Impasse between tribe, Suffolk stalls Nansemond attraction 5-8-07

SUFFOLK, Va. (AP) - The commemoration of the 400th anniversary of the
founding of Jamestown was to include a replica of an early Nansemond
Indian village from the 1600s, but the project never got off the
ground because of an impasse between the tribe and city officials.

The Nansemond Indians, one of eight tribes recognized by the state,
hoped to build the Mattanock Town tourist attraction to open in time
for Jamestown 2007, marking the anniversary of the first permanent
British colony in the United States. The proposed site would have
included the village, a museum and tribal center on city parkland
given to the tribe.

But with the anniversary events in full swing, the project remains stalled.

“I don't know who to blame,” said Thomas Hazelwood, Suffolk's
commissioner of revenue who was on a task force that studied the
project in 2002. “All of us were anxious to have something for this
year. Maybe it's just an idea whose time hasn't come.”

Tribal leaders wanted the city to give them 99 acres of land on the
Nansemond River, a request that quickly became the center of the
dispute. A good portion of the land, part of city-owned Lone Star
Lakes, is an elevated bluff with sweeping river views.

Unsure whether the project would work, the city told tribe officials
they could lease as much as 10 acres for the village, with an option
to buy that amount should the village succeed. Neither side budged
from its position.

“It was simply that the land they intended to build it on is
valuable waterfront property,” said archaeologist Randolph Turner,
director of the state Department of Historic Resources' office in
Portsmouth, who supports the project. “Anything like that is going
to take considerable negotiation.”

Chief Barry Bass declined to talk about the troubled history of Mattanock Town.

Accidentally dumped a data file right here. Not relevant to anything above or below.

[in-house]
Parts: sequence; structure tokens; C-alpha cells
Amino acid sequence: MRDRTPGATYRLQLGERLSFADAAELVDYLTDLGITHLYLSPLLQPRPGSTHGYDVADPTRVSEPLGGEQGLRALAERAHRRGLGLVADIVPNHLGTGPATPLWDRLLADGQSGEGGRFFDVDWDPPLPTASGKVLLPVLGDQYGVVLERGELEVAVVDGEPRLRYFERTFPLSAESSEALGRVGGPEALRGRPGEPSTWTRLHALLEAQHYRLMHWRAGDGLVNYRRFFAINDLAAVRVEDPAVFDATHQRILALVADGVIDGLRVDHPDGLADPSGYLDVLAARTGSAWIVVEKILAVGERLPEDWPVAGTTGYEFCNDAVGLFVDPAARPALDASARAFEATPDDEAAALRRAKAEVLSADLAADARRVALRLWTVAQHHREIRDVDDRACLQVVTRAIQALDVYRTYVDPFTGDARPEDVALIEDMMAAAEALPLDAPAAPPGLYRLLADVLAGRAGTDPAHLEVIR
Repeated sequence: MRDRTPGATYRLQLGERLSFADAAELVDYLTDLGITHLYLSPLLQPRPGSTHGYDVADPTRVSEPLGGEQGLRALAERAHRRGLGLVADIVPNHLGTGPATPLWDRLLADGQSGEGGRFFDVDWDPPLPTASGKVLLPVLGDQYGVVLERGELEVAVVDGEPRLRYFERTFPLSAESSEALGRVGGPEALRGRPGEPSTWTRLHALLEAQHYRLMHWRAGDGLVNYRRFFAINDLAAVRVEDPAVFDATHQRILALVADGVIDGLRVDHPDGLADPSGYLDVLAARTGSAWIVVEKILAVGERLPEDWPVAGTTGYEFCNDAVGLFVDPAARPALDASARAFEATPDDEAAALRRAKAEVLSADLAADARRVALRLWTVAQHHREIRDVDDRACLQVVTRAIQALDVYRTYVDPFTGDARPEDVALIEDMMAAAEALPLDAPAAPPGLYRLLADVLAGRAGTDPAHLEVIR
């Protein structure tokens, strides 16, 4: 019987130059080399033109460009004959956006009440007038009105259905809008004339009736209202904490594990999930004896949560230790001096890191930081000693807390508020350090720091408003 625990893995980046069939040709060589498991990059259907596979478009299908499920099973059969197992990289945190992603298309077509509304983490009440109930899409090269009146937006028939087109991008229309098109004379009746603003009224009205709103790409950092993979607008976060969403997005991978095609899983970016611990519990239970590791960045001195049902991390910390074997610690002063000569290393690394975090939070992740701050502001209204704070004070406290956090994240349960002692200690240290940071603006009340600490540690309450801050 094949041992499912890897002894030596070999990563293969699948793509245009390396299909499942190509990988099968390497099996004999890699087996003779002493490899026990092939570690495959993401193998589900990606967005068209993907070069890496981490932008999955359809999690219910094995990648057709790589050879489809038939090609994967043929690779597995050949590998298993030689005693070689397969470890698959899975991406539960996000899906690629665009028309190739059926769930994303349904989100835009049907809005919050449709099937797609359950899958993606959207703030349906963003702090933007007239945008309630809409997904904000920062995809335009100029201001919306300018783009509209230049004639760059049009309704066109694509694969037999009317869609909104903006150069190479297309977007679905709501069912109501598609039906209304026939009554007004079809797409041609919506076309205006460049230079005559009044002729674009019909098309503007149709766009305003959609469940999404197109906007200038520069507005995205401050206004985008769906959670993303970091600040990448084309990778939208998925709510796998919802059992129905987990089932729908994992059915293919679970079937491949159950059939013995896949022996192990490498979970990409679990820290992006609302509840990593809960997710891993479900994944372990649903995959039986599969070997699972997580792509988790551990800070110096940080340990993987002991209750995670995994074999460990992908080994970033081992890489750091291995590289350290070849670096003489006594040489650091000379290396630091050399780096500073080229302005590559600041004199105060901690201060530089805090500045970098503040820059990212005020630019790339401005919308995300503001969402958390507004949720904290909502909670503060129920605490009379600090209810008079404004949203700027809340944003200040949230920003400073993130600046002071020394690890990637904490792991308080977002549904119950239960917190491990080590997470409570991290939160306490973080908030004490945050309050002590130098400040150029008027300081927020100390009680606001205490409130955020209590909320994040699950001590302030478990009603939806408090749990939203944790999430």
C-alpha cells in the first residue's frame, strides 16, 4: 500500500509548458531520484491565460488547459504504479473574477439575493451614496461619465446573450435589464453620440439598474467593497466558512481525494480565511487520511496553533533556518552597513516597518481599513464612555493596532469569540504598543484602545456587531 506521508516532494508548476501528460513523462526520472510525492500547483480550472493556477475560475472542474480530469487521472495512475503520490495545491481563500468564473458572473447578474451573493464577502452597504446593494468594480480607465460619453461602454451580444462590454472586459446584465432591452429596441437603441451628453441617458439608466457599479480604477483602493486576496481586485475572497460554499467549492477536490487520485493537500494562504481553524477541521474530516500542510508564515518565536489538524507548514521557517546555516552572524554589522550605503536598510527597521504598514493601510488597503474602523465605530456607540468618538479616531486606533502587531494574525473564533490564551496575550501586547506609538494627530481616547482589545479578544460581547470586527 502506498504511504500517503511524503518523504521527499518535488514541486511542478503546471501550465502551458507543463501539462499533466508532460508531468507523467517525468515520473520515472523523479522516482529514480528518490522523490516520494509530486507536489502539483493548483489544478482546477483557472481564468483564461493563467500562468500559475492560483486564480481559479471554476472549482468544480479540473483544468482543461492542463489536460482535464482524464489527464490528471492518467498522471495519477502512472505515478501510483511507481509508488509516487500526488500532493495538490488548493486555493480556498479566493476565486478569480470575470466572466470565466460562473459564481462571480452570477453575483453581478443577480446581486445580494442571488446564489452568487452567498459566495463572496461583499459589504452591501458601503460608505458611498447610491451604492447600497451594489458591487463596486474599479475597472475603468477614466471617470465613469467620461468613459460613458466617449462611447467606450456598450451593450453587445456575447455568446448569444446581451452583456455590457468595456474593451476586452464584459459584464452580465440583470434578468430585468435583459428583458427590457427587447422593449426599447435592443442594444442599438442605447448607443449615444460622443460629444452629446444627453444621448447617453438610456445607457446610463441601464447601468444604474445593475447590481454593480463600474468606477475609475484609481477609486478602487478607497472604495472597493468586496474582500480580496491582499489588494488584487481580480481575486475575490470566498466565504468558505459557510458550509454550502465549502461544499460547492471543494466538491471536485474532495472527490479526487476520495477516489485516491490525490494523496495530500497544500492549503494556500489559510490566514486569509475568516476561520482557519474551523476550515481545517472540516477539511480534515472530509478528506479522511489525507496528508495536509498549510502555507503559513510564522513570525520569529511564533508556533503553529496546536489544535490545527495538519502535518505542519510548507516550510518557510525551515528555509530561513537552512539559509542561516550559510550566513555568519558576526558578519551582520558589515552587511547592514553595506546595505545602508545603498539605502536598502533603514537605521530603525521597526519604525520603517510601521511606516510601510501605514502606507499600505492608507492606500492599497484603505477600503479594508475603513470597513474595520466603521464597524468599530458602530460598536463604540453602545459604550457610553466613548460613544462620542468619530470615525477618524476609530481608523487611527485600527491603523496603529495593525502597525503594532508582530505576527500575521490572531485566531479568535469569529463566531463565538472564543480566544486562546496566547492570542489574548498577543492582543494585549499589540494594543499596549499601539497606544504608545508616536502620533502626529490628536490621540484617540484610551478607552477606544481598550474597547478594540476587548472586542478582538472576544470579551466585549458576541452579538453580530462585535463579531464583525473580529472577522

Discussions between the two sides faded out in 2005 and 2006, but
officially, the project is still alive.

The tribe in January gave the City Council a full-blown business plan
for Mattanock Town. It includes financial details about how the $8
million project, which the tribe plans to finance, would work. It
calls for the city to deed the tribe 99 acres in August. A grand
opening would be held in 2011.

City officials estimated that public road, sewer and water system
improvements needed to build Mattanock Town would cost about $9
million, an amount most City Council members said Suffolk couldn't
afford.

Bass said his tribe, which has about 300 people, is figuring out what
to do next. Tribal leaders are scheduled to appear before the City
Council in June.

“We have jumped through all their hoops and there is nothing we've
done that hasn't been professional,” said Dot Dalton, a non-Indian
honorary Nansemond member who has worked on the project. “This would
be the biggest tourist attraction in this whole area.”

Mayor Linda Johnson, who said she supports the concept, said the
village may have to be scaled back or built in phases on land leased,
not given, to the tribe.

“That doesn't mean the project needs to go away and die,” Johnson
said. “They have very strong feelings that this is their land, that
their souls are in that land, and I respect that.”
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